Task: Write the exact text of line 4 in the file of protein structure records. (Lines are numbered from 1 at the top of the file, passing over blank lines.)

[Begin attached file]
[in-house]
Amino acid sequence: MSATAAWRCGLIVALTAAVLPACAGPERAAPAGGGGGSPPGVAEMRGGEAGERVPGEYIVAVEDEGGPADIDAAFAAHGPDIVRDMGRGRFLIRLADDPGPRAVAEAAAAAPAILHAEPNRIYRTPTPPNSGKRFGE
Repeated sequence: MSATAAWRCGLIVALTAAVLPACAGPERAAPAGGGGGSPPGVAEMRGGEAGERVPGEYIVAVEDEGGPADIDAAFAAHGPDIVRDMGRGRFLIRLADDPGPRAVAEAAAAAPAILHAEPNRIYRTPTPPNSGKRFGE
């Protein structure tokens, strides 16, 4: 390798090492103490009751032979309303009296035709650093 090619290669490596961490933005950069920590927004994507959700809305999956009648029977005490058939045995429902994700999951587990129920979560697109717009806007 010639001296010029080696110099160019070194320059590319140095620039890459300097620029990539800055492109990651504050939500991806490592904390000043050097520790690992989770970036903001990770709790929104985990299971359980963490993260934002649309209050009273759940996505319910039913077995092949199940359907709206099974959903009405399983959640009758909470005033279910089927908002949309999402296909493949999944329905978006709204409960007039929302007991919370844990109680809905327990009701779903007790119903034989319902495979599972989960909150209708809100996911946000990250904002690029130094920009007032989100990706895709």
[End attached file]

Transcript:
């Protein structure tokens, strides 16, 4: 390798090492103490009751032979309303009296035709650093 090619290669490596961490933005950069920590927004994507959700809305999956009648029977005490058939045995429902994700999951587990129920979560697109717009806007 010639001296010029080696110099160019070194320059590319140095620039890459300097620029990539800055492109990651504050939500991806490592904390000043050097520790690992989770970036903001990770709790929104985990299971359980963490993260934002649309209050009273759940996505319910039913077995092949199940359907709206099974959903009405399983959640009758909470005033279910089927908002949309999402296909493949999944329905978006709204409960007039929302007991919370844990109680809905327990009701779903007790119903034989319902495979599972989960909150209708809100996911946000990250904002690029130094920009007032989100990706895709």